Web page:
Airfix’s 1/72 Hawker Siddeley Harrier GR.3 represents an important version of this aircraft, as recounted on the side of the box: “Developed in the 1960s as the first truly successful V/STOL combat aircraft, the Hawker Siddeley Harrier proved a revelation upon entering service in its earliest from, the GR.1. However, some improvements could be made and this came in the GR.3, which featured better sensor in the nose and tail, as well as a more powerful version of the Rolls Royce Pegasus engine. The GR.3 was the first of the Harrier variants to see combat, joining Operation Corporate, the re-taking of the Falkland Islands, engaging Argentinian Forces in ground attack missions. Replaced by the GR.5 Harrier II, the GR.3 proved itself to be a capable and successful aircraft.”
You get 105 parts in Airfix’s familiar light grey soft plastic, with a sprue of five clear parts. There is minimal flash, a few shallow sink marks, and seam lines between the intakes and front exhaust nozzles. All of the parts can be cleaned up and prepared for assembly in little time. The clear parts are in their own plastic bag preventing any scratches. I did find a dark spec imbedded in the sliding canopy hood that was impossible to remove; I left it as is. The right-side panel of the windscreen had some slight distortion that would prove too difficult to remedy, so it also was left as is. Both canopy blemished are only noticeable if you use magnification or put you eyeball on it. The decal sheet is by Cartograf. The decals are in register, and there are enough stencils to give you hours of fun. There are two marking options provided; the first is No. 1(f) Squadron HMS Hermes Air Group, South Atlantic, May 1982 and the second No. 4(r) Squadron, RAF Gutersloh, RAF Germany, 1980. I chose No. 1 Squadron as I wanted my Harrier to represent one used during the Falklands Conflict.
I first examined the kit instructions and test fitted the main components. I was impressed with the thoughtful engineering of the kit. Beginning with the ejection seat, I chose to busy it up a little by adding a harness and ejection pull loop. Next, I assembled and added details to the rest of the cockpit. The internet was helpful in showing me what bits to add in order to make the front office look busy. The interior was painted and left for later. I then assembled and painted the intakes and front wheel well. All the interior parts were then added to the inside fuselage halves. The intake, wheel well, and cockpit were cleverly engineered, and the fit was good. The rear wheel well/speed-brake well, part A2, didn’t fit very well, and it required a little fettling to get it satisfactory. The rest of the kit assembly was straightforward and mostly uneventful. I did need to lightly putty and sand some joints here and there but nothing excessive. It didn’t take long before I was ready to paint the airframe.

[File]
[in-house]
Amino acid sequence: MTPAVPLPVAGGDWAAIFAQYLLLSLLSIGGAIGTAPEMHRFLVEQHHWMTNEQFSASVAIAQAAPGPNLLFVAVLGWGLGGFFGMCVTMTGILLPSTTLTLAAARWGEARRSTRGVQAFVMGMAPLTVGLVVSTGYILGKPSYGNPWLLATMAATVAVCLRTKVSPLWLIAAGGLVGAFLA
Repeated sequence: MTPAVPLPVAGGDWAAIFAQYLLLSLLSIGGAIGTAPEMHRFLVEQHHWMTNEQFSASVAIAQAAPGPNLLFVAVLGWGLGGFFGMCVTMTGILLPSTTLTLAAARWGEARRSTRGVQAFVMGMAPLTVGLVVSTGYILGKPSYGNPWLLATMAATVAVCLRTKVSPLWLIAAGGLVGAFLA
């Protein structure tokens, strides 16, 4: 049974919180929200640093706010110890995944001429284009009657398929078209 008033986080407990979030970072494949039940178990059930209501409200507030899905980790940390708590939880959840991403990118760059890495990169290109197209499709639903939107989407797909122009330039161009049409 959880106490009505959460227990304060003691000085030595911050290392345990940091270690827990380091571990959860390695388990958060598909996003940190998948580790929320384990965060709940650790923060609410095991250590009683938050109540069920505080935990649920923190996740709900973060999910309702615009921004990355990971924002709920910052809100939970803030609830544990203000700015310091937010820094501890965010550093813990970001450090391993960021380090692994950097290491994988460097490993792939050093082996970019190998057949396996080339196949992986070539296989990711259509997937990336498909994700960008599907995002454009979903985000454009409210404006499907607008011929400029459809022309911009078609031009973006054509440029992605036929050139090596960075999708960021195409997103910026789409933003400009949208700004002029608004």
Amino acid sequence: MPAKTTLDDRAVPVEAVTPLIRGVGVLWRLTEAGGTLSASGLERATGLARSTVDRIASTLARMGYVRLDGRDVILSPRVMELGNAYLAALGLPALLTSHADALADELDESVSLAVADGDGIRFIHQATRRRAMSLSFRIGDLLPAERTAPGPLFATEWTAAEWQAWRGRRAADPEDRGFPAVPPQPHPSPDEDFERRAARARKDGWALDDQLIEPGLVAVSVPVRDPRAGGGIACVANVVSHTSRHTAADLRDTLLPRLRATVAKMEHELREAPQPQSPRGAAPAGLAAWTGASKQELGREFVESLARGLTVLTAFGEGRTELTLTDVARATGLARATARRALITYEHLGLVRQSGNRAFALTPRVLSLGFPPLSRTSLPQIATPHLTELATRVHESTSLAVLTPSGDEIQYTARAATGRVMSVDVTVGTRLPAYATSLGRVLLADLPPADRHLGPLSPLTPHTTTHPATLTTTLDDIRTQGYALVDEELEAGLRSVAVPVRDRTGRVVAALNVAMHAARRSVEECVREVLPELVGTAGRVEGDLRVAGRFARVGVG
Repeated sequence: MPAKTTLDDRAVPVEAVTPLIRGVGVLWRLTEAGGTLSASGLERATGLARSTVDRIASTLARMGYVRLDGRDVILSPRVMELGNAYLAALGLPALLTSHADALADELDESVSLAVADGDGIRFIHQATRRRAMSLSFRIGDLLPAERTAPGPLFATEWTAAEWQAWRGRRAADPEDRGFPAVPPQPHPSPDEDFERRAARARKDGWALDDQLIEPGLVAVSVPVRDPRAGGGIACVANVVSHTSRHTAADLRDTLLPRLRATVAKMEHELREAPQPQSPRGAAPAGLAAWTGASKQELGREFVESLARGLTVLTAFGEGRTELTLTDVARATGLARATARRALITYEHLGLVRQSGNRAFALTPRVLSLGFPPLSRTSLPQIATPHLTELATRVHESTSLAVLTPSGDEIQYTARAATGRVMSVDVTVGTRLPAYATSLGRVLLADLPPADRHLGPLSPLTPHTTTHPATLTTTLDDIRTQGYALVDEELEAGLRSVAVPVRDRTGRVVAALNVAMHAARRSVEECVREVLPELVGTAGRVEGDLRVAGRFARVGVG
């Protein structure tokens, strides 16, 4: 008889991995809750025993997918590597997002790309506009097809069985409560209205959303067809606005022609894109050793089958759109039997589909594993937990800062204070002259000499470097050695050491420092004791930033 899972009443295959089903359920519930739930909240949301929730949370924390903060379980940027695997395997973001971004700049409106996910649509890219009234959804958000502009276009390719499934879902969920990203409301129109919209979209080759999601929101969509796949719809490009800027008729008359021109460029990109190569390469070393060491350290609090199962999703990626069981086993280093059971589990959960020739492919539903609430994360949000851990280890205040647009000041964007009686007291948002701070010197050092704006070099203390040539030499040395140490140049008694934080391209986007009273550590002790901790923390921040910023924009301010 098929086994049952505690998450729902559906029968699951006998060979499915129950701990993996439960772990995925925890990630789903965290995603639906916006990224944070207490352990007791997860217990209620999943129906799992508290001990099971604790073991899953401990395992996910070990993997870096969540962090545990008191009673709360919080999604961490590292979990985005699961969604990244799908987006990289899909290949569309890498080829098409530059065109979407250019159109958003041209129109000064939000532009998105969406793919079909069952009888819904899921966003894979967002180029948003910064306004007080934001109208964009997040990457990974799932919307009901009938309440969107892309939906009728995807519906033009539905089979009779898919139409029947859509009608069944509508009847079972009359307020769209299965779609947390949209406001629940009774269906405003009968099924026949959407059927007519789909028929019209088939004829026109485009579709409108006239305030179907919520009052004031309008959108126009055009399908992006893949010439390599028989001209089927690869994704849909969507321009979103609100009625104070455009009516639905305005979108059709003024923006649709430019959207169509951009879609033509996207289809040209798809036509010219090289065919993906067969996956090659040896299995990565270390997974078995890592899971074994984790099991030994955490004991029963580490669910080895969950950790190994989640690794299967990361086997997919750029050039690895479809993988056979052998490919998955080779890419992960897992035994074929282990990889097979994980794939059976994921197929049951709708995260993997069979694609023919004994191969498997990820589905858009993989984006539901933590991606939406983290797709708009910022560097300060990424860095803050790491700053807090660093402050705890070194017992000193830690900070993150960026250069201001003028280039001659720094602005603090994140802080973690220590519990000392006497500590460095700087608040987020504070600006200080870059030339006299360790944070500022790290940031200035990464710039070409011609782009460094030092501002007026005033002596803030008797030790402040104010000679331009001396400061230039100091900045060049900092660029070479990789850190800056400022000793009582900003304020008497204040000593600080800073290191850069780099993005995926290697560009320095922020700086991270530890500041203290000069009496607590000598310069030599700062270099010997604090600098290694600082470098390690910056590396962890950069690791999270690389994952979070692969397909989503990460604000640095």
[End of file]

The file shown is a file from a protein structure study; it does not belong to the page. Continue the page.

The canopies were cleaned up and masked, and all the little bits were prepped for painting. As mentioned earlier, I chose to do my GR.3 as Red 10 from No. 1 Squadron during the Falklands Conflict. The Harrier was painted overall dark sea gray. I made scaled-up copies of the painting diagram to fit the kit dimensions. These copies were used to make paper masks. I made tiny loops of masking tape to raise the paper masks above the model’s surface. This way, I could get a tight, soft edge between the gray and green camo. After all the tedious masking was done, I shot the exposed surfaces with dark green. After a few sessions of fixing overspray, painting olive drab on the vertical fin, and painting the rear wheel/speed-brake wells light gray the Harrier was almost ready to leave the paint shop. The final step was to seal everything with Future and prep for decals.
The stencil decals were the first to be applied, followed by the national markings, and finally the individual aircraft makings. The decaling was done over several evenings to ensure that care was taken to bed them down and control silvering. As mentioned, there are a lot of stencils; they took 80% of my total decaling time to apply. Airfix has out sourced their decals to Cartograf, which proved to be a wise choice as they performed without issues. I used the Micro Set/Sol system to fix all of the decals in place. The Harrier was given a final shot of Future to seal all the decals.
All the Harrier’s panel lines were given a wash using MiG Neutral Wash. The control surfaces were highlighted with MiG Dark Wash. For the finishing coat, I decanted Tamiya Semi-Gloss from the can into a bottle. I like to use decanted aerosol finishes as I feel that I have more control spraying them out of an airbrush than I do out of a can. Once I was satisfied with the appearance of the Semi-Gloss, I set the Harrier aside for a day before I began final assembly of the small bits.
I was pleased with the final outcome of my Harrier GR.3. The only real issues encountered were a few shallow sink marks and some flash, but nothing to lose any sleep over. I am very pleased with my Falklands Harrier GR.3; it’s proudly displayed next to my Airfix Sea Harrier FR.1, also from the Hermes Air Group during the Falklands Campaign. I have included photos of the GR.3 next to the Sea Harrier for comparison. I recommend this Harrier to modelers of all skill levels; its clever engineering and ease of assembly make this a very satisfying project.
I would like to thank Hornby America, and the IPMS/USA Reviewers’ Corps for the opportunity to build and review the Harrier GR.3.
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